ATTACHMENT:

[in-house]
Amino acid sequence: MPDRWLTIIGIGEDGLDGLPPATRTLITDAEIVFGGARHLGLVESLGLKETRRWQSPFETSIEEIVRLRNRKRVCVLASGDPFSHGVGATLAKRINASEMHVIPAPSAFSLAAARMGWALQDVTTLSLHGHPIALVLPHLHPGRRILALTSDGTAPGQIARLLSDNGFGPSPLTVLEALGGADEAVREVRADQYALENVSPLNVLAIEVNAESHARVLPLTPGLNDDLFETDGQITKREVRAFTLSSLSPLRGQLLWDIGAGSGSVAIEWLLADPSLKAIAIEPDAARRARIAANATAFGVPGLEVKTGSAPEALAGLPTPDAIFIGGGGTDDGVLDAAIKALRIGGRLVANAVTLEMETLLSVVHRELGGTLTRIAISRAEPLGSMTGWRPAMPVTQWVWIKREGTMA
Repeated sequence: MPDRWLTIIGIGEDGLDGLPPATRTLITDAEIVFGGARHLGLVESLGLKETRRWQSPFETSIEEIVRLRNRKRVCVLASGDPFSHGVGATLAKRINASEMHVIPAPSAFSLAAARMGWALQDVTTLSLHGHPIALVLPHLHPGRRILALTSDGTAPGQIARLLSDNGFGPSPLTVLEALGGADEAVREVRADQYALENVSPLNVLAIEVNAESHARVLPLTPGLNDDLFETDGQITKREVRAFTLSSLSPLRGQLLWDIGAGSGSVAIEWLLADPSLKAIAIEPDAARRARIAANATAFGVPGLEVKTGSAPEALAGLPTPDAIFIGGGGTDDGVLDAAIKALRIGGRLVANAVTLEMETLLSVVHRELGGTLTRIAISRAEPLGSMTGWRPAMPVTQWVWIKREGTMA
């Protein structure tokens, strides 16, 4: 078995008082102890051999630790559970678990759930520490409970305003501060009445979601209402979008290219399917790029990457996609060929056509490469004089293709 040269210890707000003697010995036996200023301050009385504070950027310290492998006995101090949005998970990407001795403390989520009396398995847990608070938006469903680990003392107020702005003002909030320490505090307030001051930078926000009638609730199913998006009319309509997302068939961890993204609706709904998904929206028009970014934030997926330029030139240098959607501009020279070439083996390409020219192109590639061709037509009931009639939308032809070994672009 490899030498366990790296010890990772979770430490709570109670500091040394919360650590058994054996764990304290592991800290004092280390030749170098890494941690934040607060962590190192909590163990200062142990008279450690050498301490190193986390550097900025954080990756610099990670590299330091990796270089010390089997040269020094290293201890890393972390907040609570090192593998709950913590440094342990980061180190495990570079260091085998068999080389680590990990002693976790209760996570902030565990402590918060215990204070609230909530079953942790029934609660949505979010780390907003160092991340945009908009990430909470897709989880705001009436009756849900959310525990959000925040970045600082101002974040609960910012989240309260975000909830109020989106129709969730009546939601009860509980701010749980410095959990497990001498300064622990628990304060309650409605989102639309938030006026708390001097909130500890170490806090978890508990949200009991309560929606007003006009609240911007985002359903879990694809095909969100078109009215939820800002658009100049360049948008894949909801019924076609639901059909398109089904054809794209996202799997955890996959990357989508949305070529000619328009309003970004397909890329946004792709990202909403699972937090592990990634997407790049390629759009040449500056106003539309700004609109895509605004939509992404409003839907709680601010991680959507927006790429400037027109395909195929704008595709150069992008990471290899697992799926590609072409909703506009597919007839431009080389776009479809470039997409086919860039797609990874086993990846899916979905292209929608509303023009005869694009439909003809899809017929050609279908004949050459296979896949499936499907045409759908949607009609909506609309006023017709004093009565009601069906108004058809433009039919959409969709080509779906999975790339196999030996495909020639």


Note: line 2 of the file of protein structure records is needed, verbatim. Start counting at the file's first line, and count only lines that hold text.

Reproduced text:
Amino acid sequence: MPDRWLTIIGIGEDGLDGLPPATRTLITDAEIVFGGARHLGLVESLGLKETRRWQSPFETSIEEIVRLRNRKRVCVLASGDPFSHGVGATLAKRINASEMHVIPAPSAFSLAAARMGWALQDVTTLSLHGHPIALVLPHLHPGRRILALTSDGTAPGQIARLLSDNGFGPSPLTVLEALGGADEAVREVRADQYALENVSPLNVLAIEVNAESHARVLPLTPGLNDDLFETDGQITKREVRAFTLSSLSPLRGQLLWDIGAGSGSVAIEWLLADPSLKAIAIEPDAARRARIAANATAFGVPGLEVKTGSAPEALAGLPTPDAIFIGGGGTDDGVLDAAIKALRIGGRLVANAVTLEMETLLSVVHRELGGTLTRIAISRAEPLGSMTGWRPAMPVTQWVWIKREGTMA